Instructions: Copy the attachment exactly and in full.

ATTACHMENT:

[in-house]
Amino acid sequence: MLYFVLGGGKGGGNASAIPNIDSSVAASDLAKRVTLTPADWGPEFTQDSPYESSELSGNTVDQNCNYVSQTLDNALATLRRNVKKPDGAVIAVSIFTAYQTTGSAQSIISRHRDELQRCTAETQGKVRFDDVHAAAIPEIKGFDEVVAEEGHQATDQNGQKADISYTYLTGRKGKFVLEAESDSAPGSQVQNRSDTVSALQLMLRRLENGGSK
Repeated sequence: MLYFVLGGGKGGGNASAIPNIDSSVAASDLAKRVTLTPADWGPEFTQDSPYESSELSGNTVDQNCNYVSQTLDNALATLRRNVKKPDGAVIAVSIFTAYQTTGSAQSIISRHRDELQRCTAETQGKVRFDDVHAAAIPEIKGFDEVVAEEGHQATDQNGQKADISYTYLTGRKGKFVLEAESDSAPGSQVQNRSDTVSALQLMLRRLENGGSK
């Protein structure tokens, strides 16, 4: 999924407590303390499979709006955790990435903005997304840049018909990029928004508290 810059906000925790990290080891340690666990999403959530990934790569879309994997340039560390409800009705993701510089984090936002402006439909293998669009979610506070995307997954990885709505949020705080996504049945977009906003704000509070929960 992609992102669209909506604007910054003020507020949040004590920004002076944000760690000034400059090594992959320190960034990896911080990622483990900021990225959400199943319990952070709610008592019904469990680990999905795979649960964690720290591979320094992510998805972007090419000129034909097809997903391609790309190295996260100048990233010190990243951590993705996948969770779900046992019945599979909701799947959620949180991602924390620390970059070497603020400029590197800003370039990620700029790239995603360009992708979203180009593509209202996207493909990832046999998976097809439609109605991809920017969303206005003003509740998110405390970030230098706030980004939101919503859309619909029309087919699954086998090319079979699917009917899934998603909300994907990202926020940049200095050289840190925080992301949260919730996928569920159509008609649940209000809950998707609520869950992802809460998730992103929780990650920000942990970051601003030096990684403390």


[in-house]
Amino acid sequence: MLYFVLGGGKGGGNASAIPNIDSSVAASDLAKRVTLTPADWGPEFTQDSPYESSELSGNTVDQNCNYVSQTLDNALATLRRNVKKPDGAVIAVSIFTAYQTTGSAQSIISRHRDELQRCTAETQGKVRFDDVHAAAIPEIKGFDEVVAEEGHQATDQNGQKADISYTYLTGRKGKFVLEAESDSAPGSQVQNRSDTVSALQLMLRRLENGGSK
Repeated sequence: MLYFVLGGGKGGGNASAIPNIDSSVAASDLAKRVTLTPADWGPEFTQDSPYESSELSGNTVDQNCNYVSQTLDNALATLRRNVKKPDGAVIAVSIFTAYQTTGSAQSIISRHRDELQRCTAETQGKVRFDDVHAAAIPEIKGFDEVVAEEGHQATDQNGQKADISYTYLTGRKGKFVLEAESDSAPGSQVQNRSDTVSALQLMLRRLENGGSK
């Protein structure tokens, strides 16, 4: 999924407590303390499979709006955790990435903005997304840049018909990029928004508290 810059906000925790990290080891340690666990999403959530990934790569879309994997340039560390409800009705993701510089984090936002402006439909293998669009979610506070995307997954990885709505949020705080996504049945977009906003704000509070929960 992609992102669209909506604007910054003020507020949040004590920004002076944000760690000034400059090594992959320190960034990896911080990622483990900021990225959400199943319990952070709610008592019904469990680990999905795979649960964690720290591979320094992510998805972007090419000129034909097809997903391609790309190295996260100048990233010190990243951590993705996948969770779900046992019945599979909701799947959620949180991602924390620390970059070497603020400029590197800003370039990620700029790239995603360009992708979203180009593509209202996207493909990832046999998976097809439609109605991809920017969303206005003003509740998110405390970030230098706030980004939101919503859309619909029309087919699954086998090319079979699917009917899934998603909300994907990202926020940049200095050289840190925080992301949260919730996928569920159509008609649940209000809950998707609520869950992802809460998730992103929780990650920000942990970051601003030096990684403390």